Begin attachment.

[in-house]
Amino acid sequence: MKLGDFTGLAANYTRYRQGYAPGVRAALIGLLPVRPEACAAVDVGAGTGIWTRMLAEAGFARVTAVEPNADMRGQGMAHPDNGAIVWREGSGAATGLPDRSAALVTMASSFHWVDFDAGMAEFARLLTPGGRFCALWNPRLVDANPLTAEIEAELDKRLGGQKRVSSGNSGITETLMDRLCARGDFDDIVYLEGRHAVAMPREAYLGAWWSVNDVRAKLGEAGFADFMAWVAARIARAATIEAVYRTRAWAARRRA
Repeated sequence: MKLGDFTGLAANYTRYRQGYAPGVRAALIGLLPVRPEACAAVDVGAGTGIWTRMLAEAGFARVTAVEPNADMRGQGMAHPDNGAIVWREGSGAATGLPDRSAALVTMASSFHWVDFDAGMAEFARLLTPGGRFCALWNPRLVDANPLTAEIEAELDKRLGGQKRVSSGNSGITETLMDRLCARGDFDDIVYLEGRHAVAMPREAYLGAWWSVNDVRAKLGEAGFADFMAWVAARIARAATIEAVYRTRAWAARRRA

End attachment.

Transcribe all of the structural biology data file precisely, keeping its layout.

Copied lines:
[in-house]
Amino acid sequence: MKLGDFTGLAANYTRYRQGYAPGVRAALIGLLPVRPEACAAVDVGAGTGIWTRMLAEAGFARVTAVEPNADMRGQGMAHPDNGAIVWREGSGAATGLPDRSAALVTMASSFHWVDFDAGMAEFARLLTPGGRFCALWNPRLVDANPLTAEIEAELDKRLGGQKRVSSGNSGITETLMDRLCARGDFDDIVYLEGRHAVAMPREAYLGAWWSVNDVRAKLGEAGFADFMAWVAARIARAATIEAVYRTRAWAARRRA
Repeated sequence: MKLGDFTGLAANYTRYRQGYAPGVRAALIGLLPVRPEACAAVDVGAGTGIWTRMLAEAGFARVTAVEPNADMRGQGMAHPDNGAIVWREGSGAATGLPDRSAALVTMASSFHWVDFDAGMAEFARLLTPGGRFCALWNPRLVDANPLTAEIEAELDKRLGGQKRVSSGNSGITETLMDRLCARGDFDDIVYLEGRHAVAMPREAYLGAWWSVNDVRAKLGEAGFADFMAWVAARIARAATIEAVYRTRAWAARRRA